Dominic Lieven, Trinity College, Cambridge University
"This is a lively and readable account, covering more than a thousand years of Russian history in an authoritative narrative. The author deals perceptively not only with political developments, but also with those aspects of modern Russian culture and science that have had an international impact."
Maureen Perrie, University of Birmingham
"If you want to understand Russia, and the story of the Russians, you can do no better than Paul Bushkovitch’s A Concise History of Russia. Bushkovitch has performed a minor miracle: he’s told the remarkably complicated, convoluted, and controversial tale of Russian history simply, directly, and even-handedly. He doesn’t get mired in the details, lost in the twists and turns, or sidetracked by axe grinding. He tells you what happened and why, full stop. So if you want to know what happened and why in Russian history, you be advised to begin with Bushkovitch's masterful introduction."
Marshall Poe, University of Iowa
"Both learned and accessible, this short history of Russia’s troubled passage to the present tells a story of a state and a people who created an empire that much of the world saw as a threat. Whether as the ‘Gendarme of Europe’ or the ‘Red Menace,’ Russia and its Soviet successor (even Putin’s Russia today!) have been as much misunderstood as they have been feared. Paul Bushkovitch brings us a sober reading of Russia’s difficult rises and falls, expansions and contractions, reforms and revolutions. Rather than seeing the preceding millennium as a prelude to the seventy years of the Soviet Union, he gives us a rounded portrait of a country hobbled and humbled by its own geography, institutions like autocracy and serfdom, and grandiose plans to create utopia. Judicious in its judgments, this gracefully written work ranges from high politics to music and literature to open a window through which a reader might begin or renew an acquaintance with the enigmas that were Russia."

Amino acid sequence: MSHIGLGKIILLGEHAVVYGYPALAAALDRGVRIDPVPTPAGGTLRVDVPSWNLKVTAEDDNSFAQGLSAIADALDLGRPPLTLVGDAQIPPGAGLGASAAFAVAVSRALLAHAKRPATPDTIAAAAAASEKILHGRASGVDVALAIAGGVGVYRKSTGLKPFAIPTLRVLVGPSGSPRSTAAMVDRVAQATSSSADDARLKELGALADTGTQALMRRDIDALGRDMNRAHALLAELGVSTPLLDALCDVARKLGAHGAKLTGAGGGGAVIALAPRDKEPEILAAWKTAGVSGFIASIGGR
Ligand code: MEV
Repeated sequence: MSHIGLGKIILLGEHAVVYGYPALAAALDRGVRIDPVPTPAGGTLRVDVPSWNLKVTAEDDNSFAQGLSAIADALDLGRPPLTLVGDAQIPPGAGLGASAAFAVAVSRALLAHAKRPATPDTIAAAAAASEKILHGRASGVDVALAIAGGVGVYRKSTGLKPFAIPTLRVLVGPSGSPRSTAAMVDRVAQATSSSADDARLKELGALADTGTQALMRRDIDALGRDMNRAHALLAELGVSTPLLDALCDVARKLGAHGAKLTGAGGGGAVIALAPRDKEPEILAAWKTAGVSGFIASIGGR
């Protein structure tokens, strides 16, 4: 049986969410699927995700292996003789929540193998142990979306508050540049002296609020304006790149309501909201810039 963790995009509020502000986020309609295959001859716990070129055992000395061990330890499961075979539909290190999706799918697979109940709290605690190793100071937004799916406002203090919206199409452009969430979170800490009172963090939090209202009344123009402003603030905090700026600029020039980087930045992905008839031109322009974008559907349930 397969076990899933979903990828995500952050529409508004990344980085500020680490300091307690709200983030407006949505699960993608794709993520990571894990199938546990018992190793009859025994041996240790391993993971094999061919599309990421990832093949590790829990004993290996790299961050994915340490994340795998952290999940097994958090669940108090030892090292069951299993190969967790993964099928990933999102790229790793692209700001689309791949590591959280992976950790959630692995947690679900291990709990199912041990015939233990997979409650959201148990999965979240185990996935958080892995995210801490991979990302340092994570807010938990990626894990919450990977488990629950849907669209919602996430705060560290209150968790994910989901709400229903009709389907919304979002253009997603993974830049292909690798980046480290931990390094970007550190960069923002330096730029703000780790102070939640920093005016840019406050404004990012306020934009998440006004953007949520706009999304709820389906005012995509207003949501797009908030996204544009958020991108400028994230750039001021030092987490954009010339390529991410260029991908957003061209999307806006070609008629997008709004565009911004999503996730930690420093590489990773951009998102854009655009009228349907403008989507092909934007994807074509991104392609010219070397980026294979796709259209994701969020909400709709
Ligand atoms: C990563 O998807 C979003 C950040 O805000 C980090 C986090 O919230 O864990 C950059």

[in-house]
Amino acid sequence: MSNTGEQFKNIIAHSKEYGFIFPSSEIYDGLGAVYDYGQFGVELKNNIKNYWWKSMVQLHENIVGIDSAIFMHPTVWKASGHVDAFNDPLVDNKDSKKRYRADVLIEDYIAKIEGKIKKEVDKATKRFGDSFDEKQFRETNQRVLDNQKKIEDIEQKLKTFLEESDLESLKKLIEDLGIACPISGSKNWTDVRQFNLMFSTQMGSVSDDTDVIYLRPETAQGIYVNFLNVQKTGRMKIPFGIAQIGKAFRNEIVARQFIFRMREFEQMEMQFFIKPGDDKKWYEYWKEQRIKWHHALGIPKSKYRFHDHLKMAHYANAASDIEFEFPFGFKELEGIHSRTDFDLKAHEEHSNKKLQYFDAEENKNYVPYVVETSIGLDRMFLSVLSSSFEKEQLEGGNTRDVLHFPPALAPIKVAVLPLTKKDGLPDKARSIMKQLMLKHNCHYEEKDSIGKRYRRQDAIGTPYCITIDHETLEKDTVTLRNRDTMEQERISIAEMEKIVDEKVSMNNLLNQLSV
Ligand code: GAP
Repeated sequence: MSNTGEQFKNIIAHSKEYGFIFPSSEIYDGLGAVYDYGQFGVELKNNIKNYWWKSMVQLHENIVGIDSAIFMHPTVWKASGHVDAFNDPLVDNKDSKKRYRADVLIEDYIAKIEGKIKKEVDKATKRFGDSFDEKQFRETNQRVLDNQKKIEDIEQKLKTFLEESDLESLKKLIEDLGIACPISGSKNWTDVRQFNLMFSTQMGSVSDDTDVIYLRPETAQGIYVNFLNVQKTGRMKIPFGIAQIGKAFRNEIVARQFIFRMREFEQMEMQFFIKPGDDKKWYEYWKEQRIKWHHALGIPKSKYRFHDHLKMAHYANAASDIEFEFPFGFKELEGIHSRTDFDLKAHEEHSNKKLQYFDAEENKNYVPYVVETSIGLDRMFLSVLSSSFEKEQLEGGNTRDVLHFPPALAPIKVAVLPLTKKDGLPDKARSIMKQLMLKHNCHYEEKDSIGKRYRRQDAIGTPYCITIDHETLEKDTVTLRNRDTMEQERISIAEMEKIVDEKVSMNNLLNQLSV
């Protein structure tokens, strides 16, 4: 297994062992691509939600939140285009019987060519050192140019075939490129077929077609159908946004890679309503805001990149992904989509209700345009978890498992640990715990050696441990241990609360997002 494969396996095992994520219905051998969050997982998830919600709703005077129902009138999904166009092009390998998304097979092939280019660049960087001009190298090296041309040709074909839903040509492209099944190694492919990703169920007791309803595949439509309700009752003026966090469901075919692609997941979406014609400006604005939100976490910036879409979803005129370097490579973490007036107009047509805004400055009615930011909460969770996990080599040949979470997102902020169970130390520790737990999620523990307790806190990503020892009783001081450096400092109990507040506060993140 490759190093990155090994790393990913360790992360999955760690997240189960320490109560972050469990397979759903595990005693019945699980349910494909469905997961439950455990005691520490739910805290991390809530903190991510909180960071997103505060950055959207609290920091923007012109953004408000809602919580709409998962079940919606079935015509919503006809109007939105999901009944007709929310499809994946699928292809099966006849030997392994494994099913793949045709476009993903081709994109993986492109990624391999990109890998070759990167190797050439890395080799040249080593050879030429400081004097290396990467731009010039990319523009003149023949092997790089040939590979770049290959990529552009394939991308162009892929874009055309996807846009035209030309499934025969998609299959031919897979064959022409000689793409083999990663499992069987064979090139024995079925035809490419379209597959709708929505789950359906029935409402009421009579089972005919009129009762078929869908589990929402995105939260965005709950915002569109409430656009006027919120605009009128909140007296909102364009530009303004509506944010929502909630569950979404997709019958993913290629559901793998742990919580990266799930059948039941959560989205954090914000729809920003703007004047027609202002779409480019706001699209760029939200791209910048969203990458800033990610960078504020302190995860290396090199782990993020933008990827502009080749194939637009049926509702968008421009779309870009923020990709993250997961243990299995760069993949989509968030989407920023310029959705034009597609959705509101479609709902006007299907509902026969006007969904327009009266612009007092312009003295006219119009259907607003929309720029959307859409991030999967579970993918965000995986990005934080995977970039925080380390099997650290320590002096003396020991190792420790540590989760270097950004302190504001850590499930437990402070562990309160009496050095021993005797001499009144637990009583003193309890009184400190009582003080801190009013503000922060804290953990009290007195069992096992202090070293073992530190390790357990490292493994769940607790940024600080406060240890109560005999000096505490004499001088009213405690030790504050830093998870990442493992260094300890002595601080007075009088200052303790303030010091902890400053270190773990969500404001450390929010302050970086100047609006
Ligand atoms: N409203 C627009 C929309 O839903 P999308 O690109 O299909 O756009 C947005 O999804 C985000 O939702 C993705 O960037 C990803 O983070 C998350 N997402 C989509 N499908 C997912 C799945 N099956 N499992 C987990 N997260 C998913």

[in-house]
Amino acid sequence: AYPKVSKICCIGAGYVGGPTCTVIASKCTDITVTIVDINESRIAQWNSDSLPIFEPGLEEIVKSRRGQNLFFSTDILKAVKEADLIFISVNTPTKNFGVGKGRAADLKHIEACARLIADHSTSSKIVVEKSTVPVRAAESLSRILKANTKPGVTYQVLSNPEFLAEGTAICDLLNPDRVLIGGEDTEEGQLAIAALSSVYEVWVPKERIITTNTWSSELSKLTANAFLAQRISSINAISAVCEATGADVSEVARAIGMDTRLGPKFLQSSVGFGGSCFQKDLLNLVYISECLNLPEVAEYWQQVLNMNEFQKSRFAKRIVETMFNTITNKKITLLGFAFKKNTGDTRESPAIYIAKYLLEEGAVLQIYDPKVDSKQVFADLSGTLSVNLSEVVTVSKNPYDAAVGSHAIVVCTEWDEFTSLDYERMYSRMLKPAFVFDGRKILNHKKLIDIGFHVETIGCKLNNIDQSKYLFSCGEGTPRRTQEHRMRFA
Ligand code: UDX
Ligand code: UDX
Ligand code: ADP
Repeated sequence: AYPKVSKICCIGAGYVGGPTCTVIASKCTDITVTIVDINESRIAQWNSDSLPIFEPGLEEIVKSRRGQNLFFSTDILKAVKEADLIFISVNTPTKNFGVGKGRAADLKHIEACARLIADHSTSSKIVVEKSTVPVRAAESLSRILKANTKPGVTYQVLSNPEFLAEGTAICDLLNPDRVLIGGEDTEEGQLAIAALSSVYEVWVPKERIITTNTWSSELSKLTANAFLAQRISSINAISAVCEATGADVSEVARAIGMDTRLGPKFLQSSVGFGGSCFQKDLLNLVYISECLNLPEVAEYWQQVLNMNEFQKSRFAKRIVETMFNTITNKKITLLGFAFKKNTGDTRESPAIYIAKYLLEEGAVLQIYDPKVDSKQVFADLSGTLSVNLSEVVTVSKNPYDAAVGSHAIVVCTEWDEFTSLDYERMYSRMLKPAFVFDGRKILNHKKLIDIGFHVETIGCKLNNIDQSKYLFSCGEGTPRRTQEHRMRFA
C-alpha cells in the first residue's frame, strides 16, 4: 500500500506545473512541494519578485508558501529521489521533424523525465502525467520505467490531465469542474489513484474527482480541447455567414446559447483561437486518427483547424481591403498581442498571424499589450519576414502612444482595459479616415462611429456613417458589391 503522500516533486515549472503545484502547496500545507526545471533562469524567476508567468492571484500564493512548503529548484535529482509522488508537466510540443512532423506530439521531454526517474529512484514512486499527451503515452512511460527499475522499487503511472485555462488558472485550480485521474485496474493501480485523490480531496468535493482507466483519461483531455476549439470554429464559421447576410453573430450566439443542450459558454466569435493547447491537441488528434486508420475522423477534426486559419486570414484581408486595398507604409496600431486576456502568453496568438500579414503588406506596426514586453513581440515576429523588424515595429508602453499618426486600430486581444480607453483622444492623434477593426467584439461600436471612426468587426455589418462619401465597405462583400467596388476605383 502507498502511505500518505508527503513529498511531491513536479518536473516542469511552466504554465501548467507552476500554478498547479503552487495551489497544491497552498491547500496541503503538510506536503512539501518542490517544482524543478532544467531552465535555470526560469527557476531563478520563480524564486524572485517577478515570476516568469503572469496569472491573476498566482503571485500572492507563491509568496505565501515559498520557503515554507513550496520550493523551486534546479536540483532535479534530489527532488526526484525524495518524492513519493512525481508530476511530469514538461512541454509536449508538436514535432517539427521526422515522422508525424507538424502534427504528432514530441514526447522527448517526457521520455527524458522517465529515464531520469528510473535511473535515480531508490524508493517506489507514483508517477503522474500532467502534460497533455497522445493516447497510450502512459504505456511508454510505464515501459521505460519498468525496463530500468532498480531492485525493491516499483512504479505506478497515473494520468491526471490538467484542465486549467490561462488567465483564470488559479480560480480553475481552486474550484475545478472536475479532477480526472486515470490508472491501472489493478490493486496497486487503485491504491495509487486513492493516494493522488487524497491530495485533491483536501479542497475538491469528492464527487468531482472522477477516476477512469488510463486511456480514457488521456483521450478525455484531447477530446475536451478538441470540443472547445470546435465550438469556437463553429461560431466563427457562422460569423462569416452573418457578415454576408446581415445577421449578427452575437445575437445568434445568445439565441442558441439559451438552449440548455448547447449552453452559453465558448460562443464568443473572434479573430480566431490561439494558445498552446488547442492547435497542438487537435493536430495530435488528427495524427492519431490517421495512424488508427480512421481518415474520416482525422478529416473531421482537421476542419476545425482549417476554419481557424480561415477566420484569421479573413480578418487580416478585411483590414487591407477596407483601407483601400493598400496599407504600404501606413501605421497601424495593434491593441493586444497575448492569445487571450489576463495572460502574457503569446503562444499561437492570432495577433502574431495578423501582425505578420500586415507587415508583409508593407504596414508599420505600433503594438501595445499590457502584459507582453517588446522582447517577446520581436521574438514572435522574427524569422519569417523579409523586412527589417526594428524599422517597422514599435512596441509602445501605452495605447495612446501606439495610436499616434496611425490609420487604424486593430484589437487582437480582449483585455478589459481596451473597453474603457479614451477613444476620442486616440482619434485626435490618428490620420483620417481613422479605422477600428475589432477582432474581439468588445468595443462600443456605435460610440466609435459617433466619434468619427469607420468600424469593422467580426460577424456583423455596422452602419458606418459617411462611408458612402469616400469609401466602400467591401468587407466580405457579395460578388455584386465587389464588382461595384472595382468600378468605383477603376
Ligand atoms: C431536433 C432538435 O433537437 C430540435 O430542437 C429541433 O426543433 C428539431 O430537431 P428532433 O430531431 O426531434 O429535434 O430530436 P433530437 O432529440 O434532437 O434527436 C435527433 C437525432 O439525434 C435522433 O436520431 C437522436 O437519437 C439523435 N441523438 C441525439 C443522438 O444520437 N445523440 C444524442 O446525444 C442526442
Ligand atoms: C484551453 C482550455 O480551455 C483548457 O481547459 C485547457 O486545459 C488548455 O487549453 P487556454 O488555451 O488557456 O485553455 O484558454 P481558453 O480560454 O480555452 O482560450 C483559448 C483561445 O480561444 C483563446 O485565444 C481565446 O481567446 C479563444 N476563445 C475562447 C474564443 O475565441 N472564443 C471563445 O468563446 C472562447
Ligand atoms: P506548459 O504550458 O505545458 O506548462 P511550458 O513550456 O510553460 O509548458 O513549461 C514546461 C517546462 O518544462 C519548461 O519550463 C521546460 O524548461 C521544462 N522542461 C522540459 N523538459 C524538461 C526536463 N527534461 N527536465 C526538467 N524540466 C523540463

Ronald Grigor Suny, University of Michigan
"Bushkovitch avoids the pitfalls of generalization, giving a neat and succinct overview of many different areas that manages to be clear and concise without sacrificing too much detail."
George Gilbert, European History Quarterly